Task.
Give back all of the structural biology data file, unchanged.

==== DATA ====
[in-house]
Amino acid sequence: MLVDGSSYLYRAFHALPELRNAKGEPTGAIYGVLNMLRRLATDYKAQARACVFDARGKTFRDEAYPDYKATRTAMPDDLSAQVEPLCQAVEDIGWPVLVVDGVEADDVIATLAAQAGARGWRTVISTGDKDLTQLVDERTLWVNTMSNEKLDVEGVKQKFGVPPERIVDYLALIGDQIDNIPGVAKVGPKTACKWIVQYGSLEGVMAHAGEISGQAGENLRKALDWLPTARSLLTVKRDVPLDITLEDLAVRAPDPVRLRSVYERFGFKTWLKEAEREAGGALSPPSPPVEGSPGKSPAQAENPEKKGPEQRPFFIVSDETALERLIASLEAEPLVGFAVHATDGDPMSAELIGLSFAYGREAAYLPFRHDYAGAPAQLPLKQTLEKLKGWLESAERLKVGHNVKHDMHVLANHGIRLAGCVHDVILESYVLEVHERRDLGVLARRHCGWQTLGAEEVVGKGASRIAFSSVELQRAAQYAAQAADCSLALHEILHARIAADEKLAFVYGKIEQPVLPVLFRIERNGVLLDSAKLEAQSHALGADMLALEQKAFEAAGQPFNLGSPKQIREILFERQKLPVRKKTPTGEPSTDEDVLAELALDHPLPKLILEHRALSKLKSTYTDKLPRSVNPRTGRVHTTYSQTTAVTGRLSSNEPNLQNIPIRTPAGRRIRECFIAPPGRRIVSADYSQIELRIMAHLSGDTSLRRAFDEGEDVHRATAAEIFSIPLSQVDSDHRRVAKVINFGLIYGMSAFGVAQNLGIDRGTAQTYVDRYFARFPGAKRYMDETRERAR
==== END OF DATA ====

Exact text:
[in-house]
Amino acid sequence: MLVDGSSYLYRAFHALPELRNAKGEPTGAIYGVLNMLRRLATDYKAQARACVFDARGKTFRDEAYPDYKATRTAMPDDLSAQVEPLCQAVEDIGWPVLVVDGVEADDVIATLAAQAGARGWRTVISTGDKDLTQLVDERTLWVNTMSNEKLDVEGVKQKFGVPPERIVDYLALIGDQIDNIPGVAKVGPKTACKWIVQYGSLEGVMAHAGEISGQAGENLRKALDWLPTARSLLTVKRDVPLDITLEDLAVRAPDPVRLRSVYERFGFKTWLKEAEREAGGALSPPSPPVEGSPGKSPAQAENPEKKGPEQRPFFIVSDETALERLIASLEAEPLVGFAVHATDGDPMSAELIGLSFAYGREAAYLPFRHDYAGAPAQLPLKQTLEKLKGWLESAERLKVGHNVKHDMHVLANHGIRLAGCVHDVILESYVLEVHERRDLGVLARRHCGWQTLGAEEVVGKGASRIAFSSVELQRAAQYAAQAADCSLALHEILHARIAADEKLAFVYGKIEQPVLPVLFRIERNGVLLDSAKLEAQSHALGADMLALEQKAFEAAGQPFNLGSPKQIREILFERQKLPVRKKTPTGEPSTDEDVLAELALDHPLPKLILEHRALSKLKSTYTDKLPRSVNPRTGRVHTTYSQTTAVTGRLSSNEPNLQNIPIRTPAGRRIRECFIAPPGRRIVSADYSQIELRIMAHLSGDTSLRRAFDEGEDVHRATAAEIFSIPLSQVDSDHRRVAKVINFGLIYGMSAFGVAQNLGIDRGTAQTYVDRYFARFPGAKRYMDETRERAR